On the other side of the fence were the shampooers who felt that they gave a highly specialised service and that they should have the right to keep all the tips they received. In fact, ten years before Booth's survey, they had unsuccessfully presented a petition to this effect to the Board. But the Directors remained firmly of the opinion that they could not agree 'to any alteration in the division of the gratuities, which would tend to make any distinction between the attendants inside and outside the Bath'.
The same company minutes also show that bathers had complained that shampooers occasionally followed them from the bath into the cooling-room suggesting that a gratuity was expected. Accordingly, the Board agreed,
that the existing rule under which a Shampooer asking for a gratuity is liable to instant dismissal, be applied to any such cases of suggesting.
That the Foreman be instructed absolutely, to prohibit the Shampooers from going out from the Bath into the Cooling-room, and to report to the Secretary any infraction of this instruction.9
Unlike Mr Waugh, Nevill ' Believes all tips are paid up.'
Boys have their own pools (ie cooling-room staff)…The firm adjusts the boys takings, but the men do it for themselves…A new man appointed each week to divide them. Presents in kind may be kept by individuals but if they become usual the man wd have to pay over their money value to the pool…Shampooers share out every day & cooling-room staff once a week.
An attempt must now be made to try to assess how much money shampooers took home at the end of an average week. This can only be a rough estimate as there are so many differences between them which need to be taken into account.
each establishment the average wage has been added to the mid-point of
the estimates of gratuities received. The year has been taken as 52
weeks and holidays have been ignored. The inexactitude of these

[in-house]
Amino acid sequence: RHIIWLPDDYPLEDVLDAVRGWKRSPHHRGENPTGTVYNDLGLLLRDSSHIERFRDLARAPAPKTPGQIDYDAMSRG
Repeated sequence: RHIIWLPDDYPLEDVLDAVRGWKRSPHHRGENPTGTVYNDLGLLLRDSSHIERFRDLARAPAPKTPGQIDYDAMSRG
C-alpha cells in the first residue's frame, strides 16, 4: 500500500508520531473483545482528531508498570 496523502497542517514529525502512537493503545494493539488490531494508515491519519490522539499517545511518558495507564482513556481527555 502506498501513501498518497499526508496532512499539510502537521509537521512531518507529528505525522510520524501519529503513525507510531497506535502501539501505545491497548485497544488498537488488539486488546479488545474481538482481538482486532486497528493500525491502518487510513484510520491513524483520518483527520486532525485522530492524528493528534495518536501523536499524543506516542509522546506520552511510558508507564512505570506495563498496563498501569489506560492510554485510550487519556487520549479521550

estimates, however, cannot be overemphasised. Male shampooers at
Gloucester are paid £65. 0. 0.per year, the same as those at
Bartholomew's, but they have been omitted from the table as we do not
know what tips they earned. Other blank areas denote unavailable data.
A quick glance at the table shows why the shampooers at the London Hammam were unhappy about there being a single pool divided among all the staff. It also suggests that Bartholomew's and Nevill's were competitively employing the same type of staff and competing for more or less the same type of customer.
If shampooers at the Hammam seem from this table to have been at a considerable disadvantage, there were compensations. First, the Hammam's reputation practically guaranteed their ability to get a job at any other Turkish bath in the country. Second, making continual contact with people at the 'highest' level of society brought considerable opportunities for private work outside the Hammam. Thirdly, the Hammam also distributed an annual Christmas bonus which has not been included in the table as it varied from year to year according to the company's profits. Finally, the company looked after its sick staff and frequently made payments to the families of deceased members of their staff.